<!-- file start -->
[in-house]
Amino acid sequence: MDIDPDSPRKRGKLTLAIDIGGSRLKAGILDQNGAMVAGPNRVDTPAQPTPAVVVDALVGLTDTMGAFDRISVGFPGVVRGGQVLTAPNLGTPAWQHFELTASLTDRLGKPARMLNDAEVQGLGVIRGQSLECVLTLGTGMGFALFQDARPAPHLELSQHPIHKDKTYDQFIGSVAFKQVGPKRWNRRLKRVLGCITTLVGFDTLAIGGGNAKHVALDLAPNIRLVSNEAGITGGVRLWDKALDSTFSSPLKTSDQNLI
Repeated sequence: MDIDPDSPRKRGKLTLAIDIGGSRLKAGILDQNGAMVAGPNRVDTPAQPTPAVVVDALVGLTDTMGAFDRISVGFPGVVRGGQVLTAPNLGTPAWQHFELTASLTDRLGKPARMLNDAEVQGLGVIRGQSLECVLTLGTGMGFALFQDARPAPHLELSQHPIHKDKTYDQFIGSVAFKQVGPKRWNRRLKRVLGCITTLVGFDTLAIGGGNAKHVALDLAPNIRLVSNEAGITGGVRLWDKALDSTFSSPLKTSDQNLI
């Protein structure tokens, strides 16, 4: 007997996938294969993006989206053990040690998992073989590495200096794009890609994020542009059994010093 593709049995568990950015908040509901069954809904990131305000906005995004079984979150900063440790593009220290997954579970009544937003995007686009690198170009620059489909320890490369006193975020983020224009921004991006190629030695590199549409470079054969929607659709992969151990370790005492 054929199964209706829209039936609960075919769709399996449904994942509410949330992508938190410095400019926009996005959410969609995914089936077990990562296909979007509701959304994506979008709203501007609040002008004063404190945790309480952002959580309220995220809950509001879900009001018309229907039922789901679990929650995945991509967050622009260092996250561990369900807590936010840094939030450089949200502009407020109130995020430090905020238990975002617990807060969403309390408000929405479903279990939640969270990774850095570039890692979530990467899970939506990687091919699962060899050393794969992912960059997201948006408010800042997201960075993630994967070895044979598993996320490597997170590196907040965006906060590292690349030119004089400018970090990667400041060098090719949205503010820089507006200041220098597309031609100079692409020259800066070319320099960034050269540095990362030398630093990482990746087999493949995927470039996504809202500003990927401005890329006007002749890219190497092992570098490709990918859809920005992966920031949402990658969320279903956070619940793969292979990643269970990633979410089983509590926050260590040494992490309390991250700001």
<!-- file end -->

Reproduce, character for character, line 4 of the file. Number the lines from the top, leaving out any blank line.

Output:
């Protein structure tokens, strides 16, 4: 007997996938294969993006989206053990040690998992073989590495200096794009890609994020542009059994010093 593709049995568990950015908040509901069954809904990131305000906005995004079984979150900063440790593009220290997954579970009544937003995007686009690198170009620059489909320890490369006193975020983020224009921004991006190629030695590199549409470079054969929607659709992969151990370790005492 054929199964209706829209039936609960075919769709399996449904994942509410949330992508938190410095400019926009996005959410969609995914089936077990990562296909979007509701959304994506979008709203501007609040002008004063404190945790309480952002959580309220995220809950509001879900009001018309229907039922789901679990929650995945991509967050622009260092996250561990369900807590936010840094939030450089949200502009407020109130995020430090905020238990975002617990807060969403309390408000929405479903279990939640969270990774850095570039890692979530990467899970939506990687091919699962060899050393794969992912960059997201948006408010800042997201960075993630994967070895044979598993996320490597997170590196907040965006906060590292690349030119004089400018970090990667400041060098090719949205503010820089507006200041220098597309031609100079692409020259800066070319320099960034050269540095990362030398630093990482990746087999493949995927470039996504809202500003990927401005890329006007002749890219190497092992570098490709990918859809920005992966920031949402990658969320279903956070619940793969292979990643269970990633979410089983509590926050260590040494992490309390991250700001």